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Long-term West Coast deal may not be settled until 2016

Virgin asked to keep running line until new contest can be held after franchise fiasco

The West Coast Main Line between London and Scotland could be operated by up to three different rail companies within four years as a result of the Government's franchising fiasco, it emerged yesterday.

The Transport Secretary, Patrick McLoughlin, said yesterday his department was negotiating with Virgin Trains for the company to continue running West Coast services for the next nine to 13 months. But instead of following that with a new long-term deal, the Government will instead hold a competition for another two-year franchise. It would only be after that, Mr McLoughlin suggested, that a long-term contract would be signed.

The new timetable has led to fears from MPs that the delays will result in long-term investment decisions on the West Coast line being put off. There are also concerns that having said that Virgin will keep running the line for the next year, the Government is now in a weak bargaining position with the company over the terms of the deal.

In his statement to the House of Commons, Mr McLoughlin also confirmed reports in yesterday's Independent that there had been significant staff cutback in his department in the run-up to the franchise fiasco. Documents show that dozens of directors including the head of procurement were "eliminated" as part of an aggressive cost-cutting programme, while another 400 more junior posts were closed.

However, Mr McLoughlin insisted that the job cuts had been "absolutely necessary" because of the "economic circumstances" that the Government found itself. He did not comment on claims that this had contributed to what he described as "very serious" mistakes being made in the franchising process.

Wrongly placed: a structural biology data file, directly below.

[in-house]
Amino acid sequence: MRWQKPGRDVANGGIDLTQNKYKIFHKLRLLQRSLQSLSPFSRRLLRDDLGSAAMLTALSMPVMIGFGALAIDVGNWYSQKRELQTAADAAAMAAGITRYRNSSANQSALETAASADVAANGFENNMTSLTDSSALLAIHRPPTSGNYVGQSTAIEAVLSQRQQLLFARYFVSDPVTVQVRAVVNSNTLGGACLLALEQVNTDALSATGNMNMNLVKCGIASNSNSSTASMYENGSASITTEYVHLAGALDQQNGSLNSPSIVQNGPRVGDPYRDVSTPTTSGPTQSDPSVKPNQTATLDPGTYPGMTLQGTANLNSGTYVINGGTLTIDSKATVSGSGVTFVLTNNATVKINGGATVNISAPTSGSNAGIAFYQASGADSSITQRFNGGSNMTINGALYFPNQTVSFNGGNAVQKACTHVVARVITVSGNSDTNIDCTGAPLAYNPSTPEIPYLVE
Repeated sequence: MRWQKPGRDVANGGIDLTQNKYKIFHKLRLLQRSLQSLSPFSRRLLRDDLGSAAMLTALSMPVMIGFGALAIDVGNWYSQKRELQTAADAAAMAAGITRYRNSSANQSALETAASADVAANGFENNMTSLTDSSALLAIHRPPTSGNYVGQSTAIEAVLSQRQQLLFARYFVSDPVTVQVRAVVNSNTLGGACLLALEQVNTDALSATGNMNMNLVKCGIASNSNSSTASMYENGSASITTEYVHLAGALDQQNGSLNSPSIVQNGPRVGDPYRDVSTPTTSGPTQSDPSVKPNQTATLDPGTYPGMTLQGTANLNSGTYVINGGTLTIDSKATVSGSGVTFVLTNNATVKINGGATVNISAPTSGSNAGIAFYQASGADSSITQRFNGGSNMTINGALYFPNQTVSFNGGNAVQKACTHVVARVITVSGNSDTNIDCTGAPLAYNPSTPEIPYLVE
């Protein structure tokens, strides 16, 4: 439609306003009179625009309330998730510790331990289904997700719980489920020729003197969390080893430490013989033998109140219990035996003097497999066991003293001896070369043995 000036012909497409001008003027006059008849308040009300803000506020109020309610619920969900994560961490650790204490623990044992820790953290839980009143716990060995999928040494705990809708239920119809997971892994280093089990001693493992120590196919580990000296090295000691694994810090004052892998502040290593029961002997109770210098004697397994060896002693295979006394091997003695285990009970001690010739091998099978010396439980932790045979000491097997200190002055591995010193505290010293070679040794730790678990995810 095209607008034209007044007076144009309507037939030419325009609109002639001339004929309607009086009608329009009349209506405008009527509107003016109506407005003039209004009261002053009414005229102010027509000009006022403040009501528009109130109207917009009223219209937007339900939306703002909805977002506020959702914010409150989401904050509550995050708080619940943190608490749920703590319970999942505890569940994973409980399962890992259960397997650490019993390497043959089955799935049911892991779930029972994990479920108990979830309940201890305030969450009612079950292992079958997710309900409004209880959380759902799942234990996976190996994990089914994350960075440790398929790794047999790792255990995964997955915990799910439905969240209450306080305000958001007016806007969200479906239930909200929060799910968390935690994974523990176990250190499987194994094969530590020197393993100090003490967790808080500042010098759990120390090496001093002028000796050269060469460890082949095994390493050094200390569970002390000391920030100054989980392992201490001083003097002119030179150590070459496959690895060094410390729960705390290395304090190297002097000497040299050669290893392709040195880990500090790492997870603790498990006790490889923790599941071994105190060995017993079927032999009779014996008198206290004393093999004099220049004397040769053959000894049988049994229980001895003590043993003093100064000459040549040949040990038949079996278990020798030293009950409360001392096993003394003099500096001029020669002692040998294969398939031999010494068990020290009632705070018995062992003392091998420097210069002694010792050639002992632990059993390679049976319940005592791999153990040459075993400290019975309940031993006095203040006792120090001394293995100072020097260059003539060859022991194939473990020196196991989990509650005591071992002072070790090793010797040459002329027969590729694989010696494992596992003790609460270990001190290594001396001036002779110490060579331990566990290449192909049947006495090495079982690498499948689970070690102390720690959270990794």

But citing The Independent report, the shadow Transport Secretary Maria Eagle claimed the problems had been caused by the cuts being made "too far and too fast". "This was a franchise fiasco made by ministers," she said. "The result [is] chaos across the rail industry and tens of millions of pounds of taxpayers' money down the drain, the direct consequence of action taken by ministers."

Mr McLoughlin said he did not want to pre-judge two inquiries which he established in the wake of the cancellation of the West Coast franchise but insisted that he did not believe the overall franchise system was flawed. "I want to restate the Government's commitment to ensuring that we continue to have private sector innovation and investment in the railways," he said. "This growth brings significant benefits to the country's economy and to the environment, relieving congestion, improving connectivity for businesses, commuters and leisure travellers. I want to see these benefits continue. That is why I want this pause while the reviews are carried out to be as short as possible."

Mr McLoughlin added that he hoped that delays in other franchise competitions – due to in the next few months – would not be too severe and refused to speculate over the final cost of the problems to the taxpayer.